I was originally going to compose a post about conserving resources and how conservation, environmentalism, and sustainability need to go hand in hand for any of the three to be fully accomplished. My original theory was that the key to sustainability is not having too much to sustain in the first place. That a family should use all of the resources available to them wisely, including food, electricity, water, money and time.
Creating your own resources gives new realization into what a resource actually is. For instance, to pick up a rotisserie chicken after a day’s work means nothing personally except for maybe five dollars out of your wallet. It can be picked up, eaten and discarded without thinking at all about it. Having to purchase or hatch a baby chick, protect it, feed it, house it, and then slaughter and cook it makes you realize how important every bite of meat on that animal is. Other countries realize this. The average American household throws away 1.28 pounds of food per day when none of that should ever be wasted. Bones should be cooked for soup, leftovers should be preserved, and vegetable scrap should be composted (or better yet, fed to a chicken, rabbit, or goat, and then the animal waste should be composted).
So that was the start of my original post. I was going to do some statistical research on American’s personal waste when I came across a book that blew my mind. The title is American Wasteland by Johnathan Bloom. According to his research, America throws away 160 BILLION pounds of food annually. That includes not only household waste, but restaurant, processing, and farm waste as well. It does not even include what he considers to be inedible scraps such as peels, pits, and bones. We are talking only about potentially edible food here. The average American personally throws away 1/2 pound of food per day, or 197 pounds of food, per person, per year. With an estimated 13 million Americans not having enough to eat, this just seems so wrong.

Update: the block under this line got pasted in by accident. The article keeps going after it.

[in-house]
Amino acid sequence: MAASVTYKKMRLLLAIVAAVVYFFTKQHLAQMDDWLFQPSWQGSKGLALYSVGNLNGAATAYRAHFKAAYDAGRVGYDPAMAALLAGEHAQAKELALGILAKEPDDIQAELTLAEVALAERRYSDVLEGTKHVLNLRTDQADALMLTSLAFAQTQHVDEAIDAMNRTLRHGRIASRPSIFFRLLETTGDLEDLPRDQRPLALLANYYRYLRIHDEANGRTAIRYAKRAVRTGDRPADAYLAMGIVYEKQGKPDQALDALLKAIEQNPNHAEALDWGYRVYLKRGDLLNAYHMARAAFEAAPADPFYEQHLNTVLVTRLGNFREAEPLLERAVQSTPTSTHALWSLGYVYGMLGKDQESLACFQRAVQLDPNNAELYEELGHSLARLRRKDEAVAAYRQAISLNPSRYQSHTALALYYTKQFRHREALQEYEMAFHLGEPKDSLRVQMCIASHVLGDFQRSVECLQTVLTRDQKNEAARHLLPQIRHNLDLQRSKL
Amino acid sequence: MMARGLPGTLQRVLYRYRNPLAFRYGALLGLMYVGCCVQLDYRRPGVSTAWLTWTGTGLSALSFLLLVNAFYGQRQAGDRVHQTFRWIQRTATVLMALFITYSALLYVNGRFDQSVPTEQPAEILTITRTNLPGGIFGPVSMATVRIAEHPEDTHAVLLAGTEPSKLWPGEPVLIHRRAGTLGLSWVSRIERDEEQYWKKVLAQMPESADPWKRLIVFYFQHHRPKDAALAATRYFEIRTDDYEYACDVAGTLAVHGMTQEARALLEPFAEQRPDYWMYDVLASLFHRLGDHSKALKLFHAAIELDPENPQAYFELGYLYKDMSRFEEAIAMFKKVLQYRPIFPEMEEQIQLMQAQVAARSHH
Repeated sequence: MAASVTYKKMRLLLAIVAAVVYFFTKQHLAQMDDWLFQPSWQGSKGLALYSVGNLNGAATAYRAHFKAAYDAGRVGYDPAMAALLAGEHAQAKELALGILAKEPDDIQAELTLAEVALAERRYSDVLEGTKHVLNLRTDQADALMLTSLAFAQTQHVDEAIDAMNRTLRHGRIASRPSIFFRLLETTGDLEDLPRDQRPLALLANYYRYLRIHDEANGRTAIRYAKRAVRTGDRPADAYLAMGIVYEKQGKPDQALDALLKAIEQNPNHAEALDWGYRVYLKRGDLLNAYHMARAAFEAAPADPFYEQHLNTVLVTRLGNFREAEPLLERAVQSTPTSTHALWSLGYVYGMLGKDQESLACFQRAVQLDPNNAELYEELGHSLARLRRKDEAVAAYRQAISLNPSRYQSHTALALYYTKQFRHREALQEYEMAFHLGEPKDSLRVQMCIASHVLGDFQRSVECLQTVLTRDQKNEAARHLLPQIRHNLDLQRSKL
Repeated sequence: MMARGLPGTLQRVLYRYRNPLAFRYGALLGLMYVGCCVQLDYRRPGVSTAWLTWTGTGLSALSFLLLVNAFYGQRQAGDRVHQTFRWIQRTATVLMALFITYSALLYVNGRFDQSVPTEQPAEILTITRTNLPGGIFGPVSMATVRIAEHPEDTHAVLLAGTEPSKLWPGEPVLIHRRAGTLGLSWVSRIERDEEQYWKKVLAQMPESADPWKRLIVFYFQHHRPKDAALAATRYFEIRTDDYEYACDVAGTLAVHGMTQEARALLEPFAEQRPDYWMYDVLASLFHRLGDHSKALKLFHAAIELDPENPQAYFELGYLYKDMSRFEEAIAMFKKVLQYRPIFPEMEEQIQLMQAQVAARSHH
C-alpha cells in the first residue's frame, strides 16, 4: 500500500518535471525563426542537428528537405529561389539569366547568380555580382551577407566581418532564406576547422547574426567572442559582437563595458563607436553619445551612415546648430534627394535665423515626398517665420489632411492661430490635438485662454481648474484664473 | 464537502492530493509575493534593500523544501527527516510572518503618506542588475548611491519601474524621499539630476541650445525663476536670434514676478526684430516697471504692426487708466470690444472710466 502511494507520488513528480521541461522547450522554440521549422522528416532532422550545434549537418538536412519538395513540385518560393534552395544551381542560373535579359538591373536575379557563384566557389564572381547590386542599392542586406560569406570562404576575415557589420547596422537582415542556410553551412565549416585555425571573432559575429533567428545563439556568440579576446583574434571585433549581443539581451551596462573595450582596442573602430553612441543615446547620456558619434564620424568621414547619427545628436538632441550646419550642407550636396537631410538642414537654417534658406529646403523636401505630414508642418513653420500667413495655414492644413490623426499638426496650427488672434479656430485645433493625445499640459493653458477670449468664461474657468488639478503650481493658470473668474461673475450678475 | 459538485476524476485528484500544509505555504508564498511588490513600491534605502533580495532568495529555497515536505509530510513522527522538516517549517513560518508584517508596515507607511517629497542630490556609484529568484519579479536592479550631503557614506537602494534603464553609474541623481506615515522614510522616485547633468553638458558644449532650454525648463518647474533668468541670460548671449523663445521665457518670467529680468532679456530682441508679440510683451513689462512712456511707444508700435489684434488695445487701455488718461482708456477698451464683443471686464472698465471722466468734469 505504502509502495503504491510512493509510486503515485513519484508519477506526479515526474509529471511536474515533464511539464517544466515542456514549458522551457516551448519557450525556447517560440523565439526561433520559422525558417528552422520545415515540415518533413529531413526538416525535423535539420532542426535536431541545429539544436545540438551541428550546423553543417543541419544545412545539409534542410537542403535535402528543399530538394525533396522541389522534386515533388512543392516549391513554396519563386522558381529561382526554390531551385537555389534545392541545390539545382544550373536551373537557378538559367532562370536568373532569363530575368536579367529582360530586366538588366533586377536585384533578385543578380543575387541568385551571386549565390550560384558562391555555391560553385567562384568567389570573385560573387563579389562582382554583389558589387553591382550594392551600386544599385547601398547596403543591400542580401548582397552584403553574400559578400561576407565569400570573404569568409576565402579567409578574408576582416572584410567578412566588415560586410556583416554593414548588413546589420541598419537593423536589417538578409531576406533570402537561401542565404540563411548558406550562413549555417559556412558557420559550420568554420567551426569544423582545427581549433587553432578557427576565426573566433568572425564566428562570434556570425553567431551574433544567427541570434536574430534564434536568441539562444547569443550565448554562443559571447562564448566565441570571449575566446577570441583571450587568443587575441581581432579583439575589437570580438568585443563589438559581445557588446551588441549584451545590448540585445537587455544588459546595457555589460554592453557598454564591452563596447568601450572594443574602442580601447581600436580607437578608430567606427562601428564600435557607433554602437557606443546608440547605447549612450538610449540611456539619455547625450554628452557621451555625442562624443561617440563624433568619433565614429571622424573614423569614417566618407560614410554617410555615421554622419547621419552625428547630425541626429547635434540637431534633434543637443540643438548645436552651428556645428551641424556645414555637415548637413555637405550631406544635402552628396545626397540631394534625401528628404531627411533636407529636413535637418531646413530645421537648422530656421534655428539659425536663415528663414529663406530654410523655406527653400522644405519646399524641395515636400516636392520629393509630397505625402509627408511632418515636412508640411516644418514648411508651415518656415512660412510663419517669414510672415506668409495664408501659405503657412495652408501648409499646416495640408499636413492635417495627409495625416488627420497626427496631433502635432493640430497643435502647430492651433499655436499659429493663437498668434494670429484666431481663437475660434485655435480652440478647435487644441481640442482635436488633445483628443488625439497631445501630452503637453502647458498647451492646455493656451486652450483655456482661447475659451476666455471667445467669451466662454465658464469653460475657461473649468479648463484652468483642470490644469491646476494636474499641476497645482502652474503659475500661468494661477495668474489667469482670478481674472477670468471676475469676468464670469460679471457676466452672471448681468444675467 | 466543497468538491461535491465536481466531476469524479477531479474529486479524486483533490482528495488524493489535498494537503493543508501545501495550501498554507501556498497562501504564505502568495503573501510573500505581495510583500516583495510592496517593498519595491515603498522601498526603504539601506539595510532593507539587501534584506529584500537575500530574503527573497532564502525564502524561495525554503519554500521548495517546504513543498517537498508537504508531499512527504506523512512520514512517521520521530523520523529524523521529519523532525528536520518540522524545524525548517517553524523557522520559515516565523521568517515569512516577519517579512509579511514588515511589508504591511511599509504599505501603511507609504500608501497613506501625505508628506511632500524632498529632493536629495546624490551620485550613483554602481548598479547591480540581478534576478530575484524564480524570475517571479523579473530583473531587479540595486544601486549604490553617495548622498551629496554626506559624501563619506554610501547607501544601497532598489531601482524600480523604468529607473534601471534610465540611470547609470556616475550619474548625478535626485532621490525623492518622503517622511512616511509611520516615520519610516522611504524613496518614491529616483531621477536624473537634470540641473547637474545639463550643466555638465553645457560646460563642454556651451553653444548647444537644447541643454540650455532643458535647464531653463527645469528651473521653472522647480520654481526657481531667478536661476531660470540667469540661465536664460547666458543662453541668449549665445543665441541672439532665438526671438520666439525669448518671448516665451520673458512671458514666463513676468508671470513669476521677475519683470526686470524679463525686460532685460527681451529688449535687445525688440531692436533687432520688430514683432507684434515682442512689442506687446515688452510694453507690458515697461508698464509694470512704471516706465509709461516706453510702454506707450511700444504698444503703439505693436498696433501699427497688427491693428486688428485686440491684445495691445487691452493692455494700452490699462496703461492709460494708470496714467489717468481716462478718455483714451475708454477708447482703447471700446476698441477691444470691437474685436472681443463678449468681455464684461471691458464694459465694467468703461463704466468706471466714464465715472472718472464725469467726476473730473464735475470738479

In his book he talks about not only the personal waste, but the corporate. It starts in the field with farmers training their workers to leave the less than perfect produce behind, stores refusing shipments by the truckload in the name of quality control, and our demand as consumers for “perfect” food. He addresses how food waste is affecting our future food supply because it also wastes non-food resources such as energy, climate, water and soil. From the greenhouse emissions created by all that rotting food, to the wasted fuel used to ship it uneaten from the farm to the store or restaurant and then again to the landfill, the waste goes far beyond just food. Our climate is being slowly destroyed by the rising methane levels caused by both the discarded food and the masses of cow manure produced to feed our super-sized demand for beef. But guess what, almost none of that food or cow manure is being composted commercially or used for fertilizer in this country. So all of that perfect manure is left to rot and raise the methane levels, while chemicals that pollute the earth are used instead to fertilize our food. Worried about the fuel your car is using? It takes 400 gallons of oil per year PER PERSON to feed us if you include transportation, irrigation, and fertilizers. The USDA estimates that if just the irrigation systems in this country could be made 10% more efficient, we would save 80 million gallons of diesel per year, not to mention the water. And since 1/3 of our crops are irrigated, not rain fed, that is a lot of water. I won’t even get into the bit on soil erosion.
Go outside, turn on you car, and let it idle for 30 minutes. That is the equivalent in wasted resources to your daily wasted food.
So what can we do? For a start let’s do something personally with our half pound of food. We could buy less food, be less picky, plan our meals better, order less at restaurants, freeze food before it goes bad, and use up leftovers. If we absolutely can’t use it up, then compost, compost, compost.
And if you can, make the time to read this book.